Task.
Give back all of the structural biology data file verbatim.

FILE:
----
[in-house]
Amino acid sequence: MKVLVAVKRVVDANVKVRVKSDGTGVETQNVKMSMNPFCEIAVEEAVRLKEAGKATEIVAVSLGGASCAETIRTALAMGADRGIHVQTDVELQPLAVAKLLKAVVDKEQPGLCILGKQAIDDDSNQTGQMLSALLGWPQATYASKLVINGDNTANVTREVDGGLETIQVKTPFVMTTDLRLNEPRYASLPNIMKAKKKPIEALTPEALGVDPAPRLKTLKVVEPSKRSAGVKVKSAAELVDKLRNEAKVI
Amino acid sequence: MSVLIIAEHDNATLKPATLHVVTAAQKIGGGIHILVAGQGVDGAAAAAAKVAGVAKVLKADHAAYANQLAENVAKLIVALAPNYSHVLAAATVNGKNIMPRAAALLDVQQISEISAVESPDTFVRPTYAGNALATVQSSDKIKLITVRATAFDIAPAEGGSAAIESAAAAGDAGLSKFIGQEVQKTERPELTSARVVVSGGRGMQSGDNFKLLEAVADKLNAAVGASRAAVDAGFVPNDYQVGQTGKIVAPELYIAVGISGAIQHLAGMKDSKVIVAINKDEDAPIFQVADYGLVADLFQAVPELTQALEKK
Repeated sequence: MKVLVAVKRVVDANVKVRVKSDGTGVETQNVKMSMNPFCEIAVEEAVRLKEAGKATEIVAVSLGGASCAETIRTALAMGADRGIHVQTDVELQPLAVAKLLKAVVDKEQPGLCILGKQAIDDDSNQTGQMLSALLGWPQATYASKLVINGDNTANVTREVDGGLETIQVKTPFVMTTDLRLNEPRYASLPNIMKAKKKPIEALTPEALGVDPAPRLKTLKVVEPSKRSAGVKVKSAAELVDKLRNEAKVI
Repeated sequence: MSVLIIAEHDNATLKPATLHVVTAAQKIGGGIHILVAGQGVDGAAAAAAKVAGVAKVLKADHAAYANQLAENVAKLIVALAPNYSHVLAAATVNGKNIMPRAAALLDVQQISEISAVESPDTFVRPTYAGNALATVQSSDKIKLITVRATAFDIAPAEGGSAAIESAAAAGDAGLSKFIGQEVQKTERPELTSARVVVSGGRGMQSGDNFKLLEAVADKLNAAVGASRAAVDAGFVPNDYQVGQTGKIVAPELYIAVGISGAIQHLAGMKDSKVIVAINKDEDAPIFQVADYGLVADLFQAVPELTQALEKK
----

[in-house]
Amino acid sequence: MKVLVAVKRVVDANVKVRVKSDGTGVETQNVKMSMNPFCEIAVEEAVRLKEAGKATEIVAVSLGGASCAETIRTALAMGADRGIHVQTDVELQPLAVAKLLKAVVDKEQPGLCILGKQAIDDDSNQTGQMLSALLGWPQATYASKLVINGDNTANVTREVDGGLETIQVKTPFVMTTDLRLNEPRYASLPNIMKAKKKPIEALTPEALGVDPAPRLKTLKVVEPSKRSAGVKVKSAAELVDKLRNEAKVI
Amino acid sequence: MSVLIIAEHDNATLKPATLHVVTAAQKIGGGIHILVAGQGVDGAAAAAAKVAGVAKVLKADHAAYANQLAENVAKLIVALAPNYSHVLAAATVNGKNIMPRAAALLDVQQISEISAVESPDTFVRPTYAGNALATVQSSDKIKLITVRATAFDIAPAEGGSAAIESAAAAGDAGLSKFIGQEVQKTERPELTSARVVVSGGRGMQSGDNFKLLEAVADKLNAAVGASRAAVDAGFVPNDYQVGQTGKIVAPELYIAVGISGAIQHLAGMKDSKVIVAINKDEDAPIFQVADYGLVADLFQAVPELTQALEKK
Repeated sequence: MKVLVAVKRVVDANVKVRVKSDGTGVETQNVKMSMNPFCEIAVEEAVRLKEAGKATEIVAVSLGGASCAETIRTALAMGADRGIHVQTDVELQPLAVAKLLKAVVDKEQPGLCILGKQAIDDDSNQTGQMLSALLGWPQATYASKLVINGDNTANVTREVDGGLETIQVKTPFVMTTDLRLNEPRYASLPNIMKAKKKPIEALTPEALGVDPAPRLKTLKVVEPSKRSAGVKVKSAAELVDKLRNEAKVI
Repeated sequence: MSVLIIAEHDNATLKPATLHVVTAAQKIGGGIHILVAGQGVDGAAAAAAKVAGVAKVLKADHAAYANQLAENVAKLIVALAPNYSHVLAAATVNGKNIMPRAAALLDVQQISEISAVESPDTFVRPTYAGNALATVQSSDKIKLITVRATAFDIAPAEGGSAAIESAAAAGDAGLSKFIGQEVQKTERPELTSARVVVSGGRGMQSGDNFKLLEAVADKLNAAVGASRAAVDAGFVPNDYQVGQTGKIVAPELYIAVGISGAIQHLAGMKDSKVIVAINKDEDAPIFQVADYGLVADLFQAVPELTQALEKK